The trade negotiations at Doha will help shape the global economy. Which is one reason the Bush administration is after separate, bilateral free trade agreements.
12:00 AM, Jul 15, 2003 • By IRWIN M. STELZER
So on one side of the table we have American negotiators willing to consider policy imperatives other than the extension of free trade, and on the other Europeans determined to maintain protection in the three A's that are so important to America: Agriculture, by subsidizing inefficient farmers; Aircraft, by subsidizing AirBus; and Audiovisual products, by imposing direct quotas.
In that atmosphere, Zoellick has quite sensibly decided that the half-loaf of a series of bilateral deals is better than the no-loaf of a possibly unattainable worldwide deal at the Doha round. Press on for a worldwide deal, using FTAs as a stick with which to prod the reluctant to sign on, but don't lock America into an all-or-nothing bet.
To add to this stew we have Japan and China. Both countries have refused to allow their currencies to rise relative to the declining dollar, instead holding down the value of the yen and renminbi, respectively, to stimulate exports. This antagonizes America, which wants to see its trade deficit come down, and the euro area, which is forced to bear the brunt of the fall in the dollar's value.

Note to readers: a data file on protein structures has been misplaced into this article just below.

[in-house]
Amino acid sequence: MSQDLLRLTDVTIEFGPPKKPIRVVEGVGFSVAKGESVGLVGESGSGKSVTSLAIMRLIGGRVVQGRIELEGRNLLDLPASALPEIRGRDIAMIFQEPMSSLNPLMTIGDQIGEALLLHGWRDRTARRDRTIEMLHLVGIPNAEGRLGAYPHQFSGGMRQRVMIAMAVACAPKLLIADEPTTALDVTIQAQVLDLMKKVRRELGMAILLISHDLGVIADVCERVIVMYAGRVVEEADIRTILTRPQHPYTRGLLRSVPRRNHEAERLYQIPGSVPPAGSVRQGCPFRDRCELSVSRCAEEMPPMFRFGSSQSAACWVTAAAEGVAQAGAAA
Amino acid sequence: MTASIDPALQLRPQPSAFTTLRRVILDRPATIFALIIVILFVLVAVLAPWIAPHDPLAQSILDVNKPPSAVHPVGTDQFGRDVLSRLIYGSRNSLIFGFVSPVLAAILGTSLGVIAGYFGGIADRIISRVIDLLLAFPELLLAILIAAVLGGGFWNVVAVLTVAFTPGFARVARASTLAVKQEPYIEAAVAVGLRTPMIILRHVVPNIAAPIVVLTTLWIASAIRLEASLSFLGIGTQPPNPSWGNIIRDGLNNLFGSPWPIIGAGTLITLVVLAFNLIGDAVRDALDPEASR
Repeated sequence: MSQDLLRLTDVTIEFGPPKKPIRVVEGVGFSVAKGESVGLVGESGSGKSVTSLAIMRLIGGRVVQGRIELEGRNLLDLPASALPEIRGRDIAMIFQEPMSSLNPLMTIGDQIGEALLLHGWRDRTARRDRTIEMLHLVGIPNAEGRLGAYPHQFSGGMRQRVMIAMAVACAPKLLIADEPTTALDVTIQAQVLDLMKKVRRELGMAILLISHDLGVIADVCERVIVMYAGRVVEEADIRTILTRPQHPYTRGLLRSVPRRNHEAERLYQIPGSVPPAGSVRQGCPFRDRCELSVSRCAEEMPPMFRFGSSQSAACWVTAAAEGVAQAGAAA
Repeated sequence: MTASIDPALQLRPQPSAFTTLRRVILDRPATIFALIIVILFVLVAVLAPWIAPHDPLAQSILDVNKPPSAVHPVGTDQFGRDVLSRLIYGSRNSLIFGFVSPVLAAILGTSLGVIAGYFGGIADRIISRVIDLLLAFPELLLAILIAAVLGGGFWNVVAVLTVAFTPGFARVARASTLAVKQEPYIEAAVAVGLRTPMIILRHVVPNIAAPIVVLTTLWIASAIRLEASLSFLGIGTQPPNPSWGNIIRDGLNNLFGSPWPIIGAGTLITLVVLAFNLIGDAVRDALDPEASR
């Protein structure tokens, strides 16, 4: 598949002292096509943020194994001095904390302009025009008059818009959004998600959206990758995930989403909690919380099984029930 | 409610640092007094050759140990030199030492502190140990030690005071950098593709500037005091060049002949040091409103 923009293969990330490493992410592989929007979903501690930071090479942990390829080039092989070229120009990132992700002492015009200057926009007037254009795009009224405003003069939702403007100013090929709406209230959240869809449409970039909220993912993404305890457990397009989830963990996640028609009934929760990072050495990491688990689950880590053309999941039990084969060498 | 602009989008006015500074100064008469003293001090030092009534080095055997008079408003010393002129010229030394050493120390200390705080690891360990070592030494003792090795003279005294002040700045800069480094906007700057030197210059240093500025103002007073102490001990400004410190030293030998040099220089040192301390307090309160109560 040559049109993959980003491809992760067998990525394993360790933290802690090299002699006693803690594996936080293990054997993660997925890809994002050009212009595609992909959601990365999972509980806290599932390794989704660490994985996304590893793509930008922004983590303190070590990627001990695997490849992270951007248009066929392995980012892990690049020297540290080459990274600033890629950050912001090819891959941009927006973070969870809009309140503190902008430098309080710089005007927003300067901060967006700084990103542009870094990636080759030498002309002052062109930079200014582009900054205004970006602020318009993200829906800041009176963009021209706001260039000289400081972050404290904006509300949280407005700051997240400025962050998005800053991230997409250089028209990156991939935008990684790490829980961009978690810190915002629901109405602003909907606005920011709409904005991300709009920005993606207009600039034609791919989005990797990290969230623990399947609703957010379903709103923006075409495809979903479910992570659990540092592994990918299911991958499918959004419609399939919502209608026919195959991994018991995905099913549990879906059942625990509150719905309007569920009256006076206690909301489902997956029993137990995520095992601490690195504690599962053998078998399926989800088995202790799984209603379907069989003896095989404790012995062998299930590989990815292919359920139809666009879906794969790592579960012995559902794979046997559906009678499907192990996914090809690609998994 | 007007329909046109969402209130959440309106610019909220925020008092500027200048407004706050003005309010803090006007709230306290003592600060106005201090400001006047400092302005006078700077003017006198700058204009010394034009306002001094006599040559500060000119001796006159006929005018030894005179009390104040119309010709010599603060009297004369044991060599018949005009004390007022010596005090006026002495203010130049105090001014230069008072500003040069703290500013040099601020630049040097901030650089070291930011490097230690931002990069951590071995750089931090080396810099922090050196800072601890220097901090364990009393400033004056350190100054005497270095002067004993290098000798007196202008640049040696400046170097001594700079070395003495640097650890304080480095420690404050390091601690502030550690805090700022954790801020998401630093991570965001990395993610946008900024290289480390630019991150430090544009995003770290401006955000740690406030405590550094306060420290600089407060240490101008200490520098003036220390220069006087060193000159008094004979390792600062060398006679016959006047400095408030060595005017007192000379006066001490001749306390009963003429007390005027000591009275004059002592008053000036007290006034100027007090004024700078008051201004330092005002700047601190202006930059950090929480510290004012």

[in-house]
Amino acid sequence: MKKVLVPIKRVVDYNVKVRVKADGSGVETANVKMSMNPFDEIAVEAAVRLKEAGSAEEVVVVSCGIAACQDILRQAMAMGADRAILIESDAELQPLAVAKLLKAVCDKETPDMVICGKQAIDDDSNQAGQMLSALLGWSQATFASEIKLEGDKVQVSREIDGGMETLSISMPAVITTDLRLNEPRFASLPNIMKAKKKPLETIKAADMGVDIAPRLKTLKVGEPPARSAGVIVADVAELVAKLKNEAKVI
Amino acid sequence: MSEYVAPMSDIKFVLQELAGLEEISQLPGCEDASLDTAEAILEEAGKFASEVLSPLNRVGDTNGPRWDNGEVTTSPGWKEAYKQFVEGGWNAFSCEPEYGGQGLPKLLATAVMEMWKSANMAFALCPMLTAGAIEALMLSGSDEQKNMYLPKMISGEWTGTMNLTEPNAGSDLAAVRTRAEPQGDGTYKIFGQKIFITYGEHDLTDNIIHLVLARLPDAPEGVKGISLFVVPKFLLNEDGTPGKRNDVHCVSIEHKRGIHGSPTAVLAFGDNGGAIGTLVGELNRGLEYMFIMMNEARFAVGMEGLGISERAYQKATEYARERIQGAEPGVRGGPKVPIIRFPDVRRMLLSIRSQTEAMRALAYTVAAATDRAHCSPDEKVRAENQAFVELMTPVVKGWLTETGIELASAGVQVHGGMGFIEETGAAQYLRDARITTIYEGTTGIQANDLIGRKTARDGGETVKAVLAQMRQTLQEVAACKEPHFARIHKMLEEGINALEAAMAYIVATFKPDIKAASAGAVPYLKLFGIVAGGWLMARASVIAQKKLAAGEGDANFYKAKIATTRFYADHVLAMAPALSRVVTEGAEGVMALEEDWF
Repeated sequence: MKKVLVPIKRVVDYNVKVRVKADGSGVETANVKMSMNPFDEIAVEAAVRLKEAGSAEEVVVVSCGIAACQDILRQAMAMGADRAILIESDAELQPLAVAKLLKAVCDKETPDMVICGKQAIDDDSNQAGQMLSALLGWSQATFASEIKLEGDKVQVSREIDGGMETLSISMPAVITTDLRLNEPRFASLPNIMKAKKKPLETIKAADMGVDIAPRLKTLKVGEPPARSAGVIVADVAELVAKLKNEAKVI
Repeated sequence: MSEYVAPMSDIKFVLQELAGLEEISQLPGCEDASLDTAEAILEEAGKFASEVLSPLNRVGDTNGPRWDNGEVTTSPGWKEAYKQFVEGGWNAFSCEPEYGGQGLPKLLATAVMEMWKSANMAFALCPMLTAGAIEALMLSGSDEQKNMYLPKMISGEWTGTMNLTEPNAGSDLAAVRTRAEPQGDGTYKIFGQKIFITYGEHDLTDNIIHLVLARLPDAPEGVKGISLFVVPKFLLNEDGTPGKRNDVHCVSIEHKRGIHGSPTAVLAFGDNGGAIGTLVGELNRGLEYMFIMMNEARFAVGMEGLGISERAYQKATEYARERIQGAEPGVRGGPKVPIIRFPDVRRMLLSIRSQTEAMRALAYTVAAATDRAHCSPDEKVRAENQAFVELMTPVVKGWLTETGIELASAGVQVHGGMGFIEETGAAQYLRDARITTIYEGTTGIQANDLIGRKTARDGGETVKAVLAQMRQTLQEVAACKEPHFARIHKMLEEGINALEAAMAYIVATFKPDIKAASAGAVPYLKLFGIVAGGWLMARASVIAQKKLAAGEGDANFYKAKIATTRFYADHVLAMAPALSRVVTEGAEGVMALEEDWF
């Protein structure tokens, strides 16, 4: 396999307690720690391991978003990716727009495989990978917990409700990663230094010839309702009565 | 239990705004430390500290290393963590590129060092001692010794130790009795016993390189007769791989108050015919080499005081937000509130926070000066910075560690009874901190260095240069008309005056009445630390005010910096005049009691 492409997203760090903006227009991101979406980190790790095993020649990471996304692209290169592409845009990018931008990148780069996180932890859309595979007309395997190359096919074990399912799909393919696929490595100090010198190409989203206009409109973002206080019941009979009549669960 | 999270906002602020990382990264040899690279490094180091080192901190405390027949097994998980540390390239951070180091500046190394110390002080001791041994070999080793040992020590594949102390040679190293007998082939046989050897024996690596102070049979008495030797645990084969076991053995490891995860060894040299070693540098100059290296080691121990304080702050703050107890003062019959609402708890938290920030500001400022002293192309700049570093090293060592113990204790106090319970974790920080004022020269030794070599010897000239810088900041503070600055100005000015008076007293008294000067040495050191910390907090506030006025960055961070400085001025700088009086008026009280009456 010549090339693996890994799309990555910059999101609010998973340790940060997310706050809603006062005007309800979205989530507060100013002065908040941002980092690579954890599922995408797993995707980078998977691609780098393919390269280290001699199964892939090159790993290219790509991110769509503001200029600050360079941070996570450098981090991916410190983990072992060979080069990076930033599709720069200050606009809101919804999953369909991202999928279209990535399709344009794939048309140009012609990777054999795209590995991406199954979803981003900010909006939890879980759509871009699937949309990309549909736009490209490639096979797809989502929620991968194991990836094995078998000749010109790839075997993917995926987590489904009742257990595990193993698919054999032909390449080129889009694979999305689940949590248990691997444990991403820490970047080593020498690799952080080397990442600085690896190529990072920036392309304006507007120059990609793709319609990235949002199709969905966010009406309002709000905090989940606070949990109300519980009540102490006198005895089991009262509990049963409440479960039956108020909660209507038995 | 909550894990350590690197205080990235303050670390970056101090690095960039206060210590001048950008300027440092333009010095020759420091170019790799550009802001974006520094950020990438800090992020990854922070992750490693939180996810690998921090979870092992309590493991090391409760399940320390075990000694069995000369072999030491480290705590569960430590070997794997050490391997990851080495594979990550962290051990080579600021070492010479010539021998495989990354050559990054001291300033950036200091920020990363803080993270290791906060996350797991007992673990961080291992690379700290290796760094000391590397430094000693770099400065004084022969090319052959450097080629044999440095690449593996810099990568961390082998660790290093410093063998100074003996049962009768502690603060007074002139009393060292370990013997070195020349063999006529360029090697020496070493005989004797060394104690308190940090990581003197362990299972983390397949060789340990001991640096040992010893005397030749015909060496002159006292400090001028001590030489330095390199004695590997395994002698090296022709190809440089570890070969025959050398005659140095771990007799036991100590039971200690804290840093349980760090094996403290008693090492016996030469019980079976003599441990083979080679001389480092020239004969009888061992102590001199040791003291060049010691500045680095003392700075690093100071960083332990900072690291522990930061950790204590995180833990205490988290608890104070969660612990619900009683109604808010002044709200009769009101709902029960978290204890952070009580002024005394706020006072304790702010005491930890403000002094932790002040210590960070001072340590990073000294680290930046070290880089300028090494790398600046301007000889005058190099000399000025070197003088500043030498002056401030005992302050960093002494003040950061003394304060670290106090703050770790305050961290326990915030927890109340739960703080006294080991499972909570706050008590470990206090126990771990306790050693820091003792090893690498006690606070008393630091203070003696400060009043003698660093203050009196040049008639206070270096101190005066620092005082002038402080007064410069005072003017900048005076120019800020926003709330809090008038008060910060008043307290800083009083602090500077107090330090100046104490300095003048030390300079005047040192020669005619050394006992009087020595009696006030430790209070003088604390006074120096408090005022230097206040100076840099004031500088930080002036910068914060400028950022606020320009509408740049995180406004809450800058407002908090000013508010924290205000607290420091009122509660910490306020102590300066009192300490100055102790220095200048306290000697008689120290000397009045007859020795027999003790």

Put all of these problem together, and they spell trouble for the system of more-or-less open trade that has contributed so much to progress since World War II. Zoellick, however, remains optimistic: "Every country wants freer trade. We'll get there."
Irwin M. Stelzer is director of economic policy studies at the Hudson Institute, a columnist for the Sunday Times (London), a contributing editor to The Weekly Standard, and a contributing writer to The Daily Standard.